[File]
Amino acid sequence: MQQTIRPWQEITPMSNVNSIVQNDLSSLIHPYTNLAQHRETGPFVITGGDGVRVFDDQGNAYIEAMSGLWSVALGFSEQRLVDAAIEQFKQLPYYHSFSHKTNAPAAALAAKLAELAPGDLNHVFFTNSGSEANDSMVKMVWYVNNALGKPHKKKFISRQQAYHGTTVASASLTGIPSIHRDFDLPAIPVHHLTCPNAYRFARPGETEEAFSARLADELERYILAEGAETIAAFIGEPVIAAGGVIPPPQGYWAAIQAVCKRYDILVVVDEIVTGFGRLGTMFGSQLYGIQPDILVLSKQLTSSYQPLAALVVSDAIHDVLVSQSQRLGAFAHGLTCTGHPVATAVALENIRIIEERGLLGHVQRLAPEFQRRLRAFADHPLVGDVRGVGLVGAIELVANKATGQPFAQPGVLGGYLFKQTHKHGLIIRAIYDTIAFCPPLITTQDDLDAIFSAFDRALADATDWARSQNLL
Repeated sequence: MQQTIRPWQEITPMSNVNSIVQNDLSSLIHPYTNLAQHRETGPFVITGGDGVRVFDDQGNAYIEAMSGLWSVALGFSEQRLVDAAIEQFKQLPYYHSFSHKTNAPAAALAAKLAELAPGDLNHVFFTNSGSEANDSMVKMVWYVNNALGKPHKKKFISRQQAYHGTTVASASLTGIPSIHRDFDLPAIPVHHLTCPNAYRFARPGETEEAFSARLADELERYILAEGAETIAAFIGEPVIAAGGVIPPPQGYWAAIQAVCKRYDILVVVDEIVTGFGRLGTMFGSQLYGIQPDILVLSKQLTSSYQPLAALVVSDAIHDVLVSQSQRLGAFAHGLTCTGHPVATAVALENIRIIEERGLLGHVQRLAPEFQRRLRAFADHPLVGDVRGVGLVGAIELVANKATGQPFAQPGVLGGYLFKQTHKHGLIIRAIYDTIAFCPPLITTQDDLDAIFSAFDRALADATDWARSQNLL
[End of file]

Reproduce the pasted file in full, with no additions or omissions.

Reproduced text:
Amino acid sequence: MQQTIRPWQEITPMSNVNSIVQNDLSSLIHPYTNLAQHRETGPFVITGGDGVRVFDDQGNAYIEAMSGLWSVALGFSEQRLVDAAIEQFKQLPYYHSFSHKTNAPAAALAAKLAELAPGDLNHVFFTNSGSEANDSMVKMVWYVNNALGKPHKKKFISRQQAYHGTTVASASLTGIPSIHRDFDLPAIPVHHLTCPNAYRFARPGETEEAFSARLADELERYILAEGAETIAAFIGEPVIAAGGVIPPPQGYWAAIQAVCKRYDILVVVDEIVTGFGRLGTMFGSQLYGIQPDILVLSKQLTSSYQPLAALVVSDAIHDVLVSQSQRLGAFAHGLTCTGHPVATAVALENIRIIEERGLLGHVQRLAPEFQRRLRAFADHPLVGDVRGVGLVGAIELVANKATGQPFAQPGVLGGYLFKQTHKHGLIIRAIYDTIAFCPPLITTQDDLDAIFSAFDRALADATDWARSQNLL
Repeated sequence: MQQTIRPWQEITPMSNVNSIVQNDLSSLIHPYTNLAQHRETGPFVITGGDGVRVFDDQGNAYIEAMSGLWSVALGFSEQRLVDAAIEQFKQLPYYHSFSHKTNAPAAALAAKLAELAPGDLNHVFFTNSGSEANDSMVKMVWYVNNALGKPHKKKFISRQQAYHGTTVASASLTGIPSIHRDFDLPAIPVHHLTCPNAYRFARPGETEEAFSARLADELERYILAEGAETIAAFIGEPVIAAGGVIPPPQGYWAAIQAVCKRYDILVVVDEIVTGFGRLGTMFGSQLYGIQPDILVLSKQLTSSYQPLAALVVSDAIHDVLVSQSQRLGAFAHGLTCTGHPVATAVALENIRIIEERGLLGHVQRLAPEFQRRLRAFADHPLVGDVRGVGLVGAIELVANKATGQPFAQPGVLGGYLFKQTHKHGLIIRAIYDTIAFCPPLITTQDDLDAIFSAFDRALADATDWARSQNLL